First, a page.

2. Possess skills beyond those required for general management and supervisory that include demonstration of genuine concern for the needs and feelings of their staff (and patients)
  3. Serve as a role model and “walk the talk”. As a transformational, servant or compassionate leader, making self-care for self and others a priority is key.
  4. Inspires and motivates others versus just commanding and directing
  5. Encourages and welcomes innovation and creativity, especially in “problem” solving. Finds resources and removes obstacles for innovative and new ways of working.
  6. Acknowledges and considers the high stakes and nature of the work of caregiving in the face of illness and dying on a daily basis
  7. Empathize and connect on an emotional level with others which creates greater engagement
  8. Takes time to understand the joys and challenges of the work staff is doing
  9. Recognizes staff well being is synonymous with patient well being and therefore supports and develops programs for staff well being
  10. The importance and value of time and space for staff to provide caring and compassion to patients is honored.
  11. Fosters real dialog between leaders, staff and patients in order to create an environment of caring and compassion for all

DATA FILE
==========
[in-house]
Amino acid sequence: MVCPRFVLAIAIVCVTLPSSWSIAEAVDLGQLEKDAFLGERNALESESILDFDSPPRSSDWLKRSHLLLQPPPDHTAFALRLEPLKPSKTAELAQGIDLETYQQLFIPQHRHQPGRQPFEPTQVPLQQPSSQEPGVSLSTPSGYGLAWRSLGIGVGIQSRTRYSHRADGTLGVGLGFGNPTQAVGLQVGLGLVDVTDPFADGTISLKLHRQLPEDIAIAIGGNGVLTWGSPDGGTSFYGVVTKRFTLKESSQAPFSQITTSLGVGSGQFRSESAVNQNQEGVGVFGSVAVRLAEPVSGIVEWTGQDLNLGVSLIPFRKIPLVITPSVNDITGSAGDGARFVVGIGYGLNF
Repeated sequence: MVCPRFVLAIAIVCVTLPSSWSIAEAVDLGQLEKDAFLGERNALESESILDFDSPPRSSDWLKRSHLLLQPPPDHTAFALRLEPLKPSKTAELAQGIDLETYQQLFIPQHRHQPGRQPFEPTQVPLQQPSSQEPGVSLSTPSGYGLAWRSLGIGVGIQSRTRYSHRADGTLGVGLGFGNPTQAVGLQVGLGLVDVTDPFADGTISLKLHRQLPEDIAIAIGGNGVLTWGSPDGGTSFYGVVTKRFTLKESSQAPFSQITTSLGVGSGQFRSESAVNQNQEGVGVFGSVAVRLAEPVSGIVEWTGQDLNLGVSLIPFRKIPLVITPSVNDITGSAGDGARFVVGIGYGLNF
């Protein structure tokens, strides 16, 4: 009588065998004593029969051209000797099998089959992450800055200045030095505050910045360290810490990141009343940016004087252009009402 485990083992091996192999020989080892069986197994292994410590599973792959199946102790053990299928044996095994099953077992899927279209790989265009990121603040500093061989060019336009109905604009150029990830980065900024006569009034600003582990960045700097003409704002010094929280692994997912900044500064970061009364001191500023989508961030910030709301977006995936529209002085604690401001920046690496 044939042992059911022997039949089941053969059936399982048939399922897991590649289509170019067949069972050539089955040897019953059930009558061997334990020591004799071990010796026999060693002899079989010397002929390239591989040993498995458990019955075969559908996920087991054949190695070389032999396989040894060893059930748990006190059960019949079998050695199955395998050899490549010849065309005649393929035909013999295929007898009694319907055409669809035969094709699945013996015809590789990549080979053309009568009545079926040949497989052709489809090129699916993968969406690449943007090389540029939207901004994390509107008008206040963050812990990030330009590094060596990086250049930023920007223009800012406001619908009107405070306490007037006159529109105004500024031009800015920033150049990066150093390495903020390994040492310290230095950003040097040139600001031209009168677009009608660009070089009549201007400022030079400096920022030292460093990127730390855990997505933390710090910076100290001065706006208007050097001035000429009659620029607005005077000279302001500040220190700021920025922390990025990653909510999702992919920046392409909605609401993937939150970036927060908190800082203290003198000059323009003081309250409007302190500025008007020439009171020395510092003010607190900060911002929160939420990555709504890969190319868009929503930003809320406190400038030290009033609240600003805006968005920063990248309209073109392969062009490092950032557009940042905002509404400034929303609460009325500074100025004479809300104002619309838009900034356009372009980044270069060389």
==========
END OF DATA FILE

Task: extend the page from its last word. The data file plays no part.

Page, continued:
12. Recognizes staff needs for renewal and re-charge in order to sustain their work. This is considered in scheduling, staffing levels and workloads, break times, leave time, and even creating space within a shift for renewal if needed.
  13. Empowers unit level multidisciplinary teams to make many daily decisions; serving as a coach instead of decision maker when appropriate
  14. Recognize and consider the hidden pain that is happening within health care organizations. This is the pain of dealing with human suffering on a daily basis. It frequently goes unspoken or just considered part of the job. We now know this hidden pain must be addressed. Creating opportunities for staff to have dialog, sharing and reflection of these experiences helps them not feel alone and offers opportunity to identify ways to offer support.
  15. Realize that it all is personal! Recognizing the human impact of all decisions

The goal of the information shared is to spark your interest in reflecting on your own leadership style and identify how you might support your self and your staff (and therefore your patients) by creating a culture of self care.  There are many resources available to dive deeper into these leadership frameworks and you are encouraged to research more about them.

CPS has created an easy way to begin to be a leader who “walks the talk” of  Self-Care by exploring the video resources CPS has developed. If your organization is interested in learning more about how you can support your staff in making self-care a priority, please contact info@centerforpatientsafety.org or visit our MemberClicks site to access a CPS annual subscription that includes access to the Self-Care Session videos.